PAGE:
When talking about ripple current in capacitors, terms like ESR, overheating, lifetime and reliability cannot be out of the conversation. Choosing the correct solution by considering the ripple current of the application could prevent shorter component lifetime.
Ripple current is the AC current that enters and leaves the capacitor during its operation in a circuit. Ripple current generates heat and increase the temperature of the capacitor. This rate of heat generation in a capacitor can be described by using the common power formula:
P = I2 R → Pdis = (Irms)2 x ESR —– equation  Pdis = power dissipated
Irms = rms value of the ripple current
ESR = equivalent series resistance
As there is a heat generation, there is also a rate of heat removal (Prem) from the capacitor:
Prem = ΔT/Rth —– equation 
Where Rth is the thermal resistance (°C/watt) and ΔT is the temperature rise of the capacitor (°C). At steady state Pdis = Prem, so:
ΔT = (Irms)2 x ESR x Rth —– equation 
It is important to mention that is influenced by factors as MLCC design, ambient temperature, PCB characteristics, circuit design, pads, trace thickness, etc.
MLCCs normally rated at DC voltages still can be used in AC applications, but there are some considerations since DC ≠ AC (e.g. 100 VDC ≠ 100 VAC):
If the voltage is known, this equation can be used to calculate the AC current by following the conventional RLC equivalent circuit and capacitor parameters:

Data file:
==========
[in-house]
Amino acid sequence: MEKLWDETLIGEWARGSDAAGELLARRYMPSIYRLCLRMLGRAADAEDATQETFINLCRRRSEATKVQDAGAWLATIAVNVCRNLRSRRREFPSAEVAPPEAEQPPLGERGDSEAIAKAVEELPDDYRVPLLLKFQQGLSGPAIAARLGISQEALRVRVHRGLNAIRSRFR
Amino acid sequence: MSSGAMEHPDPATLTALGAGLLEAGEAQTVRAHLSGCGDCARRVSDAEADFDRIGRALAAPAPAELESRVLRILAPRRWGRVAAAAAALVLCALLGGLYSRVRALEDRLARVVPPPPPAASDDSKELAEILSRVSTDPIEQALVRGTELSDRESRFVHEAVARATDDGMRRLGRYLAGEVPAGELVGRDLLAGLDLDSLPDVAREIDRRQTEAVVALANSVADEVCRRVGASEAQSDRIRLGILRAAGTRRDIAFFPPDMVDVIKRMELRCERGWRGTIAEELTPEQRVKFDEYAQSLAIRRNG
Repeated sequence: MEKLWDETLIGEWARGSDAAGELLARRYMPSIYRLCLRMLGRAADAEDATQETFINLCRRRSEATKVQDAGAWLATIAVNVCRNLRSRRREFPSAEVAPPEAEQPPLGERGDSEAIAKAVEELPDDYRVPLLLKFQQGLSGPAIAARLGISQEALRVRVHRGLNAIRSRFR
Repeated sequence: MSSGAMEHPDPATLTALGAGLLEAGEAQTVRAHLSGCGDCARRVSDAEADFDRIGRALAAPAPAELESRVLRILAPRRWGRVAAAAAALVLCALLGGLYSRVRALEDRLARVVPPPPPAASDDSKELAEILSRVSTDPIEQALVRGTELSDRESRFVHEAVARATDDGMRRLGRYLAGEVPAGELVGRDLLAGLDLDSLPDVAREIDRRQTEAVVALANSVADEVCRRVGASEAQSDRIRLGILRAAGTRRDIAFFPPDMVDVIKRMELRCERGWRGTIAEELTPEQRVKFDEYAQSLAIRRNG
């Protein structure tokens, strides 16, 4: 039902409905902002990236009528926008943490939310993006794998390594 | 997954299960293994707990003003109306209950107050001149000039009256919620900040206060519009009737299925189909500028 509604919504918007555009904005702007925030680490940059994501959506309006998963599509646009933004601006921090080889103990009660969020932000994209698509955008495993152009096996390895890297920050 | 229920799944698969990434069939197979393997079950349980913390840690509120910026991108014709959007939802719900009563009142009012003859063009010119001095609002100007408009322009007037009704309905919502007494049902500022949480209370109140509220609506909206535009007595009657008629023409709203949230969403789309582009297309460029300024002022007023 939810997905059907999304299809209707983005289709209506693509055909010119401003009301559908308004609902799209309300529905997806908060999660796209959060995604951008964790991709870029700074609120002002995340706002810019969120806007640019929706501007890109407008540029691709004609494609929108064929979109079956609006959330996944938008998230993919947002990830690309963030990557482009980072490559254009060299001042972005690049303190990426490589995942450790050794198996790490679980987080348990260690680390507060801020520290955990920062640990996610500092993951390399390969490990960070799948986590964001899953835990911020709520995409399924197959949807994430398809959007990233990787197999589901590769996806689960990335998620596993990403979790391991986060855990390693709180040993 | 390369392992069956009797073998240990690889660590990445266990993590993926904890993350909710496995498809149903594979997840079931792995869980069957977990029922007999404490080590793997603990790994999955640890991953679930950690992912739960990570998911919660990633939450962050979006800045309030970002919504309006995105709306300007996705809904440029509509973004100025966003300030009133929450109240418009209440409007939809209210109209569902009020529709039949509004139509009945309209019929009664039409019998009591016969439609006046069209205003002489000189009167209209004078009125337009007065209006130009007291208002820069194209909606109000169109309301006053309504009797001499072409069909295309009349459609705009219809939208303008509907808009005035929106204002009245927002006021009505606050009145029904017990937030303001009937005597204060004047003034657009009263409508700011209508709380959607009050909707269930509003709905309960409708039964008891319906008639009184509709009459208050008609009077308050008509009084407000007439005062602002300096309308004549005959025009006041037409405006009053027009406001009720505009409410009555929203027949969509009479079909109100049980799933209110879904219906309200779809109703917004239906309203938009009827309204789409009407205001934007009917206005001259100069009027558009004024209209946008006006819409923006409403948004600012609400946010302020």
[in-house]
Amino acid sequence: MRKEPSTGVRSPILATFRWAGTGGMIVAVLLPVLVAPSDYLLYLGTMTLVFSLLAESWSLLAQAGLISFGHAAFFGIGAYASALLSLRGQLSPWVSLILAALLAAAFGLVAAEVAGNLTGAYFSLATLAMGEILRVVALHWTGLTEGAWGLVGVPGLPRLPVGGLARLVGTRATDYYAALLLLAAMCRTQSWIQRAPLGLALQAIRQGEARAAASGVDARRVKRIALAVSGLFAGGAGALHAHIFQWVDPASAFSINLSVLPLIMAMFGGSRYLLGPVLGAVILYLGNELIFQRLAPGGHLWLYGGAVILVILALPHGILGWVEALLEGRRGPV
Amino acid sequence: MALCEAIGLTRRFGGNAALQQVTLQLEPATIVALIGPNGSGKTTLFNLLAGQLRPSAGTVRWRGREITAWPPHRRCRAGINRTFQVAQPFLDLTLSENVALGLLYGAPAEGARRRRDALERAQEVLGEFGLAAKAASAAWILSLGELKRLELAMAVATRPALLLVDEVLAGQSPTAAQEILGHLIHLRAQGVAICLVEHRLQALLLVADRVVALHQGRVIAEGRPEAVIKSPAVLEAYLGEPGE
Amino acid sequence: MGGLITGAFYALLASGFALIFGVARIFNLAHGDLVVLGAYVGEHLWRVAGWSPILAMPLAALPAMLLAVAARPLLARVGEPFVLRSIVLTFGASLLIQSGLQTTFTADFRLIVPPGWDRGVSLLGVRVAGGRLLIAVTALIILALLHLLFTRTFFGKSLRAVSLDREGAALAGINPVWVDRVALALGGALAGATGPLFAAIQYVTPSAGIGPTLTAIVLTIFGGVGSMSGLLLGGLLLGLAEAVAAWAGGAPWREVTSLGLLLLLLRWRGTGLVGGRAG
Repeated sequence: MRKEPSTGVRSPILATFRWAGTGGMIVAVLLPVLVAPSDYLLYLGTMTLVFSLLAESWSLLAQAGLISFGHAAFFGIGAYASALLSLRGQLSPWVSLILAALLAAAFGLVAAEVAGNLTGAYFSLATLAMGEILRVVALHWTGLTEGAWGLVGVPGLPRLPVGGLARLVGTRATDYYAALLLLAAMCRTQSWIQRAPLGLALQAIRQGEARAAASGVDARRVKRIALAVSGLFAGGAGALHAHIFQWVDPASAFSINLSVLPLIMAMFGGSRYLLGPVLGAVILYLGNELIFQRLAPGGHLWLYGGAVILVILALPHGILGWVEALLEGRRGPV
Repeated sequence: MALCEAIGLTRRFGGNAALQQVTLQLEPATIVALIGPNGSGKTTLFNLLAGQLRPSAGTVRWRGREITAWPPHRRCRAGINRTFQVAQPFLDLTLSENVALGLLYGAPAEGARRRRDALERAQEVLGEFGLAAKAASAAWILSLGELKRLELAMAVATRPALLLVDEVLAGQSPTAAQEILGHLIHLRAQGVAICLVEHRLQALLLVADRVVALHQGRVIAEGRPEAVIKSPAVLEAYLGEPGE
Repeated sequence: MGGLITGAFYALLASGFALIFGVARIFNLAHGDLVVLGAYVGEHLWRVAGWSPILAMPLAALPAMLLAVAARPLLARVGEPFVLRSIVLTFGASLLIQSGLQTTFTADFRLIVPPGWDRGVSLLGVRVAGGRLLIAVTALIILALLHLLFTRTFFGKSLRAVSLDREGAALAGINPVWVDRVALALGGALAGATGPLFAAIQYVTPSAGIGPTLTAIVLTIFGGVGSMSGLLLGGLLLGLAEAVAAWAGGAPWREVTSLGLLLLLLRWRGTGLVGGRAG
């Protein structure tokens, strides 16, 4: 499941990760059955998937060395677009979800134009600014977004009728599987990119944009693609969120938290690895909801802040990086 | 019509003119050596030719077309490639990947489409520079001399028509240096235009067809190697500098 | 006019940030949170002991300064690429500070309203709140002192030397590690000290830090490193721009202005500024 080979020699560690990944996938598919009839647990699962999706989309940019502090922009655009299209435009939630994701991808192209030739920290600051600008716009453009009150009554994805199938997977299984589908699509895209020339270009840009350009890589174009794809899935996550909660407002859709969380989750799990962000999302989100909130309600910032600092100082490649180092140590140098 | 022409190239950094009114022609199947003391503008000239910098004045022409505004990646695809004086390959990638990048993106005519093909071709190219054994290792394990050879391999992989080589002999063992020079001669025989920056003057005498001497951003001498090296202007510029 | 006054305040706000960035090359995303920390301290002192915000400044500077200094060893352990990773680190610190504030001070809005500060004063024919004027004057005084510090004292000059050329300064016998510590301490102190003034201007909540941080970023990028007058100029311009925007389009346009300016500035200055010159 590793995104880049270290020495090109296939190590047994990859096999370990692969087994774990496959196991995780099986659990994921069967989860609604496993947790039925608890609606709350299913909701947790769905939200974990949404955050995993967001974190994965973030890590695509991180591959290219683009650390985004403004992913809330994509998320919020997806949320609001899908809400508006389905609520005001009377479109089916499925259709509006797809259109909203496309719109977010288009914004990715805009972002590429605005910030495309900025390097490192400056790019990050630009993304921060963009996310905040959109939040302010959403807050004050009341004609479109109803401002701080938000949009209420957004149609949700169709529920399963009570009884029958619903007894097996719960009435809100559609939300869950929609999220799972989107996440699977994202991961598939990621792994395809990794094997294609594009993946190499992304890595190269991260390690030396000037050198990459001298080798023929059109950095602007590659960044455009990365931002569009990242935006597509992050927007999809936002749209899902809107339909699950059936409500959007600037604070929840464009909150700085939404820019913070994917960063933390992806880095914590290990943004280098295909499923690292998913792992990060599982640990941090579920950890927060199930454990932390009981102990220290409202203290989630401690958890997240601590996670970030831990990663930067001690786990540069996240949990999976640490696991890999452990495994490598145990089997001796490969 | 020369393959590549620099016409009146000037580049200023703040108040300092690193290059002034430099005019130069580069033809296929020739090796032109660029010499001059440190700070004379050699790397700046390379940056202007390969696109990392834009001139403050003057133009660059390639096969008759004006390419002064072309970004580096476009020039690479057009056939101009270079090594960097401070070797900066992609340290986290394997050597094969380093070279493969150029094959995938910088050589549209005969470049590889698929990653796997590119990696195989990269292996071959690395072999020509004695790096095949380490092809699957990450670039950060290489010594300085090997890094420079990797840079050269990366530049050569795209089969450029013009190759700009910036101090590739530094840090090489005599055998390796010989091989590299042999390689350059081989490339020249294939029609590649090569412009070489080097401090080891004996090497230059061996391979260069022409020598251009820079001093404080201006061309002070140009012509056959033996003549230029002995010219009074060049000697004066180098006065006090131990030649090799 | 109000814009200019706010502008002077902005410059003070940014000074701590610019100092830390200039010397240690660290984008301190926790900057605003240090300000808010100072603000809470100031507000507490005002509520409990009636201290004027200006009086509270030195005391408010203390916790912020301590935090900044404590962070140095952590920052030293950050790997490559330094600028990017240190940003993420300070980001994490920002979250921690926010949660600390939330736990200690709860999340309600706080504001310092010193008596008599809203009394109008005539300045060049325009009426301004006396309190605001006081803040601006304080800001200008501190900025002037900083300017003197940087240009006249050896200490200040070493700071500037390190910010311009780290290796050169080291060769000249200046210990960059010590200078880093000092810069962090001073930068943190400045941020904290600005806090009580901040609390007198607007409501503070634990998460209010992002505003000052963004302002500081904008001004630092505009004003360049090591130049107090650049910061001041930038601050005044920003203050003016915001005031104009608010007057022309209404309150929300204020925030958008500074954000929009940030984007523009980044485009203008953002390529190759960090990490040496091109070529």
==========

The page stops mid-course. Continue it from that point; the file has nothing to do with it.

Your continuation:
If AC Voltage is held constant, higher frequencies, as well as higher capacitance, result in higher AC currents, even with low AC voltages.
Power can be calculated by using equation  with capacitor and application parameters, in order to determine if the chosen MLCC is suitable for it.
Figure 2 shows that at lower frequencies no more voltage is allowed, and the reason is that the amount of power dissipated is not high enough to overcome the following two rules for max voltage allowed for an MLCC.
Even if ripple current does not cause excessive heating, peak AC voltage (vp) needs to be considered.
Vp from AC waveform plus the DC voltage must be less than the rated DC voltage of the MLCC.
Vp from AC waveform must be less than the rated DC voltage of the MLCC divided by two.
Then, if the current is known, the AC voltage can be calculated by the following formula:
If AC Current is held constant, lower frequencies, as well as lower capacitance, results in higher AC voltages.
AC Current not only depends on the losses, but also:
When working with high ripple current, recommended MLCCs are Class I dielectrics which have a higher ripple current capability, compared against Class II. If more capability is needed, KEMET KC-LINK™ which is a Class I 150°C, could be an option.
This last technology is also available merged with KONNEKT™ Technology, that stacked in low loss orientation offers even a higher ripple current capability.